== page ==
Generations I: Book of Enlightenment by Mia Castile

For my first post-holiday review, I couldn’t have picked a more ideal read than Mia Castile’s Generations I: Book of Enlightenment. This novel is easy to follow with interesting characters and an engaging plot.  Opening with Ellie, the main character, and her brother, Gideon, applying to be their own guardians, the novel immediately sets itself apart by establishing the heroine (and, of course, her brother) as being orphaned and, thus, in charge of themselves.  This deviates from the standard plot aspect of “girl whose parents are against her current boyfriend or lifestyle” that is so common in YA paranormal fiction.

From the beginning, I wondered how this parent-less aspect of Ellie’s character was going to play out. While the author doesn’t immediately give it away, it turns out that everything about Ellie and Gideon’s lives is due to and revolving around their parents and the circumstances surrounding their deaths. As you follow along with their new journey in life from living on their own for the first time, getting jobs, finding love and, eventually, secrets, you find that you are really pulling for these two kids as much as the supporting characters are.

Speaking of supporting characters, I really like the people that Castille brings in.  Some are lovable, some are annoying, but they all have a very intricate function in what makes up a “Generation”.  What is a generation, you ask? Without giving away too much, it is a grouping of 6 ethereal beings who are destined to work as a team throughout history over and over again.  Think reincarnation meets the movie Hancock.  I will say that, for me, the girl torn between two boys is a bit played out in paranormal fiction, but I’ll accept it as necessary for this story line.  Also, in the beginning, I found the concept of Ellie dreaming night after night of this gorgeous guy and not living her love life at all in the real world kind of hokey, BUT it does play into the storyline eventually.  Once that works itself out, I was actually hooked.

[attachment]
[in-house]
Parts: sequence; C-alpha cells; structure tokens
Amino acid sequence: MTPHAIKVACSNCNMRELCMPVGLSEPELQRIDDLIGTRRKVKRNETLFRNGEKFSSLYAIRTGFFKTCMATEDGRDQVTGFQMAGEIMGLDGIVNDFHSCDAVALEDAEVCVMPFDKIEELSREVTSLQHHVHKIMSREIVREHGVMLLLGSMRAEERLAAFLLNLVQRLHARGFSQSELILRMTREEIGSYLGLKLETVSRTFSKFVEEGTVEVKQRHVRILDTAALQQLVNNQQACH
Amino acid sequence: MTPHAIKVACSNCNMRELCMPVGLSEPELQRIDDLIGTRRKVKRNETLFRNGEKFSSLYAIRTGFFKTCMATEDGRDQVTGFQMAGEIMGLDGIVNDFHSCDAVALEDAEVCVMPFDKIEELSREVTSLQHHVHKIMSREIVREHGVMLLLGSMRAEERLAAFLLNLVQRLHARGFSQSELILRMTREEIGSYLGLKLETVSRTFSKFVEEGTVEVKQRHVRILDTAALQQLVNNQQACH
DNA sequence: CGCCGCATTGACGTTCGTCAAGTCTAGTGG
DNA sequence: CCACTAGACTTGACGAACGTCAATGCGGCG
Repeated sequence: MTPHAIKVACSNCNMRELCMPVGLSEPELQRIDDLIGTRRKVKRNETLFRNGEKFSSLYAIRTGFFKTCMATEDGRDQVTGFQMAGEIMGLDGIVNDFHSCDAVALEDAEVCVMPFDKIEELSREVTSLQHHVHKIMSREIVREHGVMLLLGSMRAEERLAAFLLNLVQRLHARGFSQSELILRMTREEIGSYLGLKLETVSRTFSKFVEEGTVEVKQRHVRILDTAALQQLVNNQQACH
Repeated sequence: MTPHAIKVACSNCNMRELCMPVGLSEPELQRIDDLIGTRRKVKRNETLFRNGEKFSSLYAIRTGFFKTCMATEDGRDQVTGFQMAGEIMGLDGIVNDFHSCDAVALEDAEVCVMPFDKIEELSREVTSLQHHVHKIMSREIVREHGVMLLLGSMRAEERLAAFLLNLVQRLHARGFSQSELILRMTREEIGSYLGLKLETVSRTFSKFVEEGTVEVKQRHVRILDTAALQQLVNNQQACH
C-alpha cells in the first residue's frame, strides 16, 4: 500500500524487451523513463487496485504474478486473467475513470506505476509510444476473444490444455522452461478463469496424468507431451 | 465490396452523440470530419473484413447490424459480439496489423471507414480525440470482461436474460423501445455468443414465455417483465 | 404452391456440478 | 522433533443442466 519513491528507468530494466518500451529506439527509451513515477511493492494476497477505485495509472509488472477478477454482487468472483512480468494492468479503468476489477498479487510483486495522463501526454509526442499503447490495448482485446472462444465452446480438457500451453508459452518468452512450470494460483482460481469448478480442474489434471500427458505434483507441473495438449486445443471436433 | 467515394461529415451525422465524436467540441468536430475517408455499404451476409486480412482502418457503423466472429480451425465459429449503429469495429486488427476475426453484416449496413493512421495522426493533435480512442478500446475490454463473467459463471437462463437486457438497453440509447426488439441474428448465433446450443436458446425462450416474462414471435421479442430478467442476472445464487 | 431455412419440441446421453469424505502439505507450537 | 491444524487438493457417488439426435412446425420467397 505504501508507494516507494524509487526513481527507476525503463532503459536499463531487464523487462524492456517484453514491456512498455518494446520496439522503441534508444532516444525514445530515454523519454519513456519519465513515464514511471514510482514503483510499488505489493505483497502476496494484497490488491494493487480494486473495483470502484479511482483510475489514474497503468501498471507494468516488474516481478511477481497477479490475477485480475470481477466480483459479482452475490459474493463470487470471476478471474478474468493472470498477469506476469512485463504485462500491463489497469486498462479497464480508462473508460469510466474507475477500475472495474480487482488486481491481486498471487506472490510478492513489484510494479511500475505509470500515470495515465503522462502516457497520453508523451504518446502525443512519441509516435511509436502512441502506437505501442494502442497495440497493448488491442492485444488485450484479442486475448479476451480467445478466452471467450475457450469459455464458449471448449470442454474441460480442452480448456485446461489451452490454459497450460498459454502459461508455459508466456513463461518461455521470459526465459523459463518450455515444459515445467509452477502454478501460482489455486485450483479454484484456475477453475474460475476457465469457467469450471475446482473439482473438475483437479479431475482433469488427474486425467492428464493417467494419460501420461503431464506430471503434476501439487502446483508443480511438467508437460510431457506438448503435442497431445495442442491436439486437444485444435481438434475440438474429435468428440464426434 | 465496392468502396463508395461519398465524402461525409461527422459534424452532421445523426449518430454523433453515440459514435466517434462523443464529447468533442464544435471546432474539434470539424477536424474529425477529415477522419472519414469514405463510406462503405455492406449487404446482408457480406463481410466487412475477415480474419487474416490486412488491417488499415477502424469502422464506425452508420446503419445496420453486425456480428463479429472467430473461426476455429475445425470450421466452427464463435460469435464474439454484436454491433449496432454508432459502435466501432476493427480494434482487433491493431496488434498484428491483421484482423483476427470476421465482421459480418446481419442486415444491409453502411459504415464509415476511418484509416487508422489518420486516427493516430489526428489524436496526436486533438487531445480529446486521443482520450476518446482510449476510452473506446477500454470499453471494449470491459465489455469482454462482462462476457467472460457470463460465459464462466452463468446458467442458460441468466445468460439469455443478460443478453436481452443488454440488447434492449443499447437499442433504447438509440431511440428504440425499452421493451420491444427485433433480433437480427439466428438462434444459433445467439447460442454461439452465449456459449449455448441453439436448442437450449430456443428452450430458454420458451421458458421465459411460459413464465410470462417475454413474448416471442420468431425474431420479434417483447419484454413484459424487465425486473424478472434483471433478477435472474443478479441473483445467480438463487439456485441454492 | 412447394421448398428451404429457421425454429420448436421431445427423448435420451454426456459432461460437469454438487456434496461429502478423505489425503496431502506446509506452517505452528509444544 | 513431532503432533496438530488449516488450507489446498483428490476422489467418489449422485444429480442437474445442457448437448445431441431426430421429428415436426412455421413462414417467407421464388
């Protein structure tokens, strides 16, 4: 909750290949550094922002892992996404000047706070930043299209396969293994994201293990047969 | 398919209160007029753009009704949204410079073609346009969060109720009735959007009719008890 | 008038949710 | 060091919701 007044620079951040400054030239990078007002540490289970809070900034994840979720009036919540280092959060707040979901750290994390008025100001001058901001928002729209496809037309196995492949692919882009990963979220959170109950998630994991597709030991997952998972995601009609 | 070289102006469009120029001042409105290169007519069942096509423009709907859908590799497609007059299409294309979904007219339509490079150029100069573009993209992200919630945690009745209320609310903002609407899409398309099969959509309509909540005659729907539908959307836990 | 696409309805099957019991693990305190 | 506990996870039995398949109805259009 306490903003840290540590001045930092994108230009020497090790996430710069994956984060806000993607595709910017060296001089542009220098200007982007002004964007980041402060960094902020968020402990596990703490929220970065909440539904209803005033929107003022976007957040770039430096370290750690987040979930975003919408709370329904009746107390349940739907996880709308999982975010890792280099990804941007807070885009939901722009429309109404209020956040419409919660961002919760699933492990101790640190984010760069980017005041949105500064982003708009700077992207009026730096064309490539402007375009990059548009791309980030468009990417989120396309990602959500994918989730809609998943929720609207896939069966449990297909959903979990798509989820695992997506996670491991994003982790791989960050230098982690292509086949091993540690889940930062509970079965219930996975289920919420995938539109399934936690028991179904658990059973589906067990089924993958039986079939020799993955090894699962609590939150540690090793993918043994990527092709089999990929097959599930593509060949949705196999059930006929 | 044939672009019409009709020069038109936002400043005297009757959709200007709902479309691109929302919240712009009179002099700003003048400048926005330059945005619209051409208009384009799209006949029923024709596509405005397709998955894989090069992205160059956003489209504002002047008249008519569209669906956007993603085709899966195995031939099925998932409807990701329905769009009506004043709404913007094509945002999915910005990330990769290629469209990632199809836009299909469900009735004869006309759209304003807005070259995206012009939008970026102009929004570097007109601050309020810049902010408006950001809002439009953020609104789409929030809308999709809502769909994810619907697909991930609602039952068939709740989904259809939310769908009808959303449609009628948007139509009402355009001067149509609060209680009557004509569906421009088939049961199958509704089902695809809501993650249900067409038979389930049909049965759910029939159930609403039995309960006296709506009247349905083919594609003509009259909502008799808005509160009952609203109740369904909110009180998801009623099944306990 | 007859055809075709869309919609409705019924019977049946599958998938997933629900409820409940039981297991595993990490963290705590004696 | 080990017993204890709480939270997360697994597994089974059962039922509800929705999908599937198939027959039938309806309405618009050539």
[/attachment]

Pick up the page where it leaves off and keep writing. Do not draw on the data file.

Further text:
Castille’s world, which was apparently based on a series of dreams a la Stefanie Meyer, easily lends itself to a big series.  There are so many details to work out just in this novel, imagine the number of things that have to develop and evolve with these people in this particular generation who will be starting over and over again for the rest of eternity! Not to mention other “generations” that we don’t know about yet. It’s a great concept; in fact, I wish I had dreamed it up myself.

Unfortunately, the novel ends abruptly with the next novel not coming out until 2013, so pretty much every single thing is left unresolved, all questions left unanswered. That is a trick of the trade that many writers use to keep you coming back for more, but I felt very unsatisfied at the end in this case. It just didn’t seem the most logical point to cut it off.  However, I have faith that the author is really going to let loose in the sequel, and I can’t lie…I will be happy to purchase it when it does come out.

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